The AAC and LRC on the campus of SC4 have changed names, but not the services they offer. These acronyms, once used to abbreviate Academic Achievement Center and Learning Resources Center, are no longer in use. The AAC is now the AC, shortened for Achievement Center and the LRC is now simply, the library.
Of the students who have picked up on the changes several have wondered why, or what is the purpose. One library staffer said, “The names have been so complicated that even though I could tell you ‘Learning Resource Center,’ [students] would say, ‘Ok, what’s that?’”
According to this same staffer the, “[College] is also looking to rename not just in our department, but in other departments, so that students understand what they are for.”
Nancy Pecorilli, Counselor and Instructional Specialist, works in the Achievement Center. She also coordinates disability services and tutoring.
Referring to the changes, she said, “Only the title has changed and it’s just to make it more user friendly, so it’s easier. Although LRC is more descriptive of what it is, there was some confusion. Most people always refer to it as the library.”
Those seeking the services offered by the library or the Achievement Center can find them located in the College Center building.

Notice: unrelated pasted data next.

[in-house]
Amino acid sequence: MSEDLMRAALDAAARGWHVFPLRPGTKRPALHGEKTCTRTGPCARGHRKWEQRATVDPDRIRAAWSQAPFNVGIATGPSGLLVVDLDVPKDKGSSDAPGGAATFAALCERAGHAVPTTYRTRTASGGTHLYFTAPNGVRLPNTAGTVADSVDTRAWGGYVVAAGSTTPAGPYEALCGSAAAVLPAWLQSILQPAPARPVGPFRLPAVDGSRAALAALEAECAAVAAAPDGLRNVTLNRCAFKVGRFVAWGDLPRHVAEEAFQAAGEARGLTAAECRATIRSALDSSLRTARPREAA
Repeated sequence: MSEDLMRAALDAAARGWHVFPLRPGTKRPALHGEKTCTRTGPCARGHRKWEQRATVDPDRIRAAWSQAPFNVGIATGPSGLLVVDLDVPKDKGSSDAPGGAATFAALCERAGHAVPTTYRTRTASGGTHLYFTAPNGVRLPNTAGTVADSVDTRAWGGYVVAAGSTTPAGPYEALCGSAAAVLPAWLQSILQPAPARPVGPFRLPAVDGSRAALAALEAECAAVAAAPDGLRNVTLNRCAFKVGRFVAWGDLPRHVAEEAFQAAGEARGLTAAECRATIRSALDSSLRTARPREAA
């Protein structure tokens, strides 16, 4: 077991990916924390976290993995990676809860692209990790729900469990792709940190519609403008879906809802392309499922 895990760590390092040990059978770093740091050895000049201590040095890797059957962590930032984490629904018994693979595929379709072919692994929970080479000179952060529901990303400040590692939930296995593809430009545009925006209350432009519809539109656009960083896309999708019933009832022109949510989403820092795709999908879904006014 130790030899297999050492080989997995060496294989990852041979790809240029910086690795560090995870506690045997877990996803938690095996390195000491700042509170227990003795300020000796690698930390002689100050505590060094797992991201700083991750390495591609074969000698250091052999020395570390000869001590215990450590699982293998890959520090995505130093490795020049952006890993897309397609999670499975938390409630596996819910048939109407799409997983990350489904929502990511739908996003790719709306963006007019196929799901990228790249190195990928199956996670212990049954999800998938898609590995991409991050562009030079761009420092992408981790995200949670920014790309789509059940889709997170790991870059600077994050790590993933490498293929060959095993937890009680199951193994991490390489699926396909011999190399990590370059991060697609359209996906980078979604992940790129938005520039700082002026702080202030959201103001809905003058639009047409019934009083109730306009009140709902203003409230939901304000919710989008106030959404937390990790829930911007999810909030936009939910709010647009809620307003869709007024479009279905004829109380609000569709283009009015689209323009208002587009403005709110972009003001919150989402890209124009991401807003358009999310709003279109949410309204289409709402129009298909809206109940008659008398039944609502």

The library hours are: Mon. through Thurs. 7:30 a.m. to 9 p.m.; Fri. 7:30 a.m. to 4 p.m.; Sat 8 a.m. to 4 p.m. and Sunday 1 p.m. to 5 p.m.
The Achievement Center hours are: Mon. and Wed. 8 a.m. to 6:30 p.m.; Tues. and Thurs. 8 a.m. to 7 p.m.; Fri. 8 a.m. to 4:30 p.m. and Sat. 8 a.m. to 4 p.m. Sunday hours are available for testing, but students must report to the library from 1 p.m. to 5 p.m.
The AC also offers a tutoring website, www.sc4.edu/tutoring. Nurses can also locate the schedule for specialized tutoring services at, www.sc4.edu/nursing.
The current rumor on campus of tutoring being offered via live chat online, is exactly that, a rumor, which is not true. Nancy Pecorilli said, “We did have it at one time, quite a few years ago… it didn’t get off the ground.” For now tutoring will remain on a drop by or walk in basis in the Achievement Center on campus.
210 people packed into SC4’s Fine Arts Theatre when SC4 held the first annual “Battle of the Bands” Thursday, Jan. 28.
Bands playing the concert were Walking Past Nowhere, Reckless Ambitions, Gasoline Gypsy and Bishop’s Collar; also making a special appearance were bar-rockers Straight Shooter.
Profits went to SC4’s baseball team, who sponsored the show. Students paid 5 dollars per ticket while non-students paid 10 dollars, and each person that bought a ticket earned a vote for their favorite band. Additional votes were one dollar and ten votes for five dollars.
The first band of the night was newly-formed Walking Past Nowhere. According to lead singer Cody Harnden, it was the bands “first show as a group.” While backstage, Harnden, 15, of Fort Gratiot, also said the band has been together “for only four months, so we’ve been working our butts off.”